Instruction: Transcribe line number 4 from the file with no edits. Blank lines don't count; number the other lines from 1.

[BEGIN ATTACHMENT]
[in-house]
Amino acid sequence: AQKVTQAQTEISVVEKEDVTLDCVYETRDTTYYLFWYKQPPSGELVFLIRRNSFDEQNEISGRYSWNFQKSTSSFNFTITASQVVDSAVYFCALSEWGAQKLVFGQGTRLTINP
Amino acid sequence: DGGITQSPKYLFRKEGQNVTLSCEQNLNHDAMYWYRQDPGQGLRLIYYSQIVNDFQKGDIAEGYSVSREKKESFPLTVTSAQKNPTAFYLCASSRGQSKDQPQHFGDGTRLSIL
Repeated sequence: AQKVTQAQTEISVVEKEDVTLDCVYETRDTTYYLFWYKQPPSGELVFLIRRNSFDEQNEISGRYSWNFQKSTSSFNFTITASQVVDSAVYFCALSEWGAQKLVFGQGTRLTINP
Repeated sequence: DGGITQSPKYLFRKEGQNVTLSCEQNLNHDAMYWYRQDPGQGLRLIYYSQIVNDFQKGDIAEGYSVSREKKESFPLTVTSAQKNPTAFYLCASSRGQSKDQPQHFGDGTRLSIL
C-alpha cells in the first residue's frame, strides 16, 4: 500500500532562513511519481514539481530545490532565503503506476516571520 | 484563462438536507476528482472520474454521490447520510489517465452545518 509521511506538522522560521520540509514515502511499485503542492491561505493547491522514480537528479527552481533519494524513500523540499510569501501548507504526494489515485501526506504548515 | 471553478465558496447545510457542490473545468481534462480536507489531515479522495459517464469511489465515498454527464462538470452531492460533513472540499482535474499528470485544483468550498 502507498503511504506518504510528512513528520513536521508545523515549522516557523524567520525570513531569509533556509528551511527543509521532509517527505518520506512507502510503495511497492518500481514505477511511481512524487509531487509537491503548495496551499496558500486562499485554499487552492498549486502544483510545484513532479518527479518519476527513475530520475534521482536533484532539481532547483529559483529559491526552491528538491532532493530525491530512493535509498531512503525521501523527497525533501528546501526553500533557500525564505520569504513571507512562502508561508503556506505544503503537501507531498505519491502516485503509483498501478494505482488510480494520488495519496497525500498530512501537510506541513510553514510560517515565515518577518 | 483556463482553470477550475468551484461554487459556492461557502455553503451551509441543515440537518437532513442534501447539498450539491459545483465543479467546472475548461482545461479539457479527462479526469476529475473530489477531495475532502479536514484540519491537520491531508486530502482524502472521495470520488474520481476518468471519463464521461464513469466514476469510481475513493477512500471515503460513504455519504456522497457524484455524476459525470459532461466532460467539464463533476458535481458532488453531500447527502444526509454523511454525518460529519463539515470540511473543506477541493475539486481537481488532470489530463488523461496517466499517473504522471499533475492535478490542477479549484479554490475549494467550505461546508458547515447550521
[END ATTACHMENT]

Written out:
Repeated sequence: AQKVTQAQTEISVVEKEDVTLDCVYETRDTTYYLFWYKQPPSGELVFLIRRNSFDEQNEISGRYSWNFQKSTSSFNFTITASQVVDSAVYFCALSEWGAQKLVFGQGTRLTINP